What should my net worth be? According to the bestselling book "The Millionaire Next Door," if you're interested in being a "wealth accumulator" your net worth should equal your age times your pretax income divided by 10. That number, minus any money you inherited, should be your net worth for your age and income.

So if you're 40 and make $75,000 a year, you should have a net worth equal to $300,000, assuming you have no inheritance. If you want to secure your position as wealthy, your net worth should be double that number.

Remember, your net worth is your assets minus your liabilities, and your assets include not only your cash, investments and home equity, but also tangible property such as jewelry and furniture. (To figure out your net worth, click here.)

Granted, this isn't always a one-size-fits-all formula. A 30-year-old with big student loans from graduate school making $75,000 a year might have a hard time coming up with a net worth of $225,000, for instance, and not necessarily because he's wasteful with money or doomed never to be wealthy. Or, Steinmetz notes, someone near retirement who owns his home outright, has an ample pension and insurance, and has put his kids through school might feel well-off even if his net worth is lower than what the formula suggests.

How much should I have when I retire? As a ballpark estimate, your nest egg should be roughly 20 times the annual expenses you'll have but which won't be covered by pension or Social Security payments. That should enable you to withdraw 5 percent of your savings each year without tapping much of your principal.

So, if you think you'll need the inflation-adjusted equivalent of $50,000 a year on top of what your pension and Social Security will cover, you'd need the equivalent of an inflation-adjusted $1 million nest egg.

The other rule of thumb is to assume you'll need between 70 percent and 100 percent of your income every year in retirement. Given rising medical costs and longer, more active lifestyles in retirements, increasingly planners assume clients will need 100 percent of their current income in retirement.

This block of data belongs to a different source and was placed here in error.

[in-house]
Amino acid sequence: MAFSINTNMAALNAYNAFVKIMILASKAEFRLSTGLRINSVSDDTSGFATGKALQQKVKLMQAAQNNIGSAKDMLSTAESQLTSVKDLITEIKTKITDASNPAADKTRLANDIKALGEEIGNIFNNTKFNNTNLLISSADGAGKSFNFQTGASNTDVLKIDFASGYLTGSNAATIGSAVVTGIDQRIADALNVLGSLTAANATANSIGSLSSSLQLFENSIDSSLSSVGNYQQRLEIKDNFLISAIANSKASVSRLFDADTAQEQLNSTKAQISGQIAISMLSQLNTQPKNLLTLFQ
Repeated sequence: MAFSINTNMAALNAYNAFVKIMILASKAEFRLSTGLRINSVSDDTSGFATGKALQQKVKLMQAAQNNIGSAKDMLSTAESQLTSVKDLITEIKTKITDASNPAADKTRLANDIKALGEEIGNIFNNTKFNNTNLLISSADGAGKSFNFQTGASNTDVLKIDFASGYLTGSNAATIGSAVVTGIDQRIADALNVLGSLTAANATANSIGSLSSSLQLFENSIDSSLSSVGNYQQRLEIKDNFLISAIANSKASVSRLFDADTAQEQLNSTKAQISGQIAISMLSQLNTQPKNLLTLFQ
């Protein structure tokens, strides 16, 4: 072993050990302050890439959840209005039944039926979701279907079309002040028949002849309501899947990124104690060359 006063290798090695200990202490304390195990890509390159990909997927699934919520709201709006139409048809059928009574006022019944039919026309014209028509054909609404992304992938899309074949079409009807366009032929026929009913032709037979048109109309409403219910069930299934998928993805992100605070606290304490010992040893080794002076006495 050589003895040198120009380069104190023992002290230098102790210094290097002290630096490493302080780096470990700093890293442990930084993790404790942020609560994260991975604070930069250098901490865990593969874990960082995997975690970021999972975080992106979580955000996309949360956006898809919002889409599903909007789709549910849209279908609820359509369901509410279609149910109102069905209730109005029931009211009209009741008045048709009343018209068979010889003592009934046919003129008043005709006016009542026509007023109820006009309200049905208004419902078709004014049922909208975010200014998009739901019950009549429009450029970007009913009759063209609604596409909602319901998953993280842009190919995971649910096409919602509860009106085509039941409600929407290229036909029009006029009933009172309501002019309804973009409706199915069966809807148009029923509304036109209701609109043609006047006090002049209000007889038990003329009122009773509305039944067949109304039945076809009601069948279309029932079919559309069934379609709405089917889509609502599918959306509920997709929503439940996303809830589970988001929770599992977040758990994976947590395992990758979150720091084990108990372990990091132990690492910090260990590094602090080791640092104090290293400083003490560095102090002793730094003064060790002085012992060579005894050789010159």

(To see whether your retirement savings are on track, click here.)

How much life insurance should I have? It's a complicated question, but you can be sure that if you're married with kids, you need a policy that covers far more than that provided by your employer typically two times your salary.

Generally speaking, if you've got young kids or teenagers, you'll need a policy that covers between 6 and 10 times family income and possibly more, depending on your family's expenses and how much your surviving spouse can earn.

Just how much depends, among other things, on how big your mortgage and other debts are, how old your kids are, and whether you intend to put them through college, said certified financial planner Peter Traphagen Sr.

Couples with one stay-at-home partner and young kids also should consider buying life insurance on the non-income-producing partner. The reason: That person contributes economically to the family, and the surviving spouse likely will have to pay for childcare and related expenses.  Top of page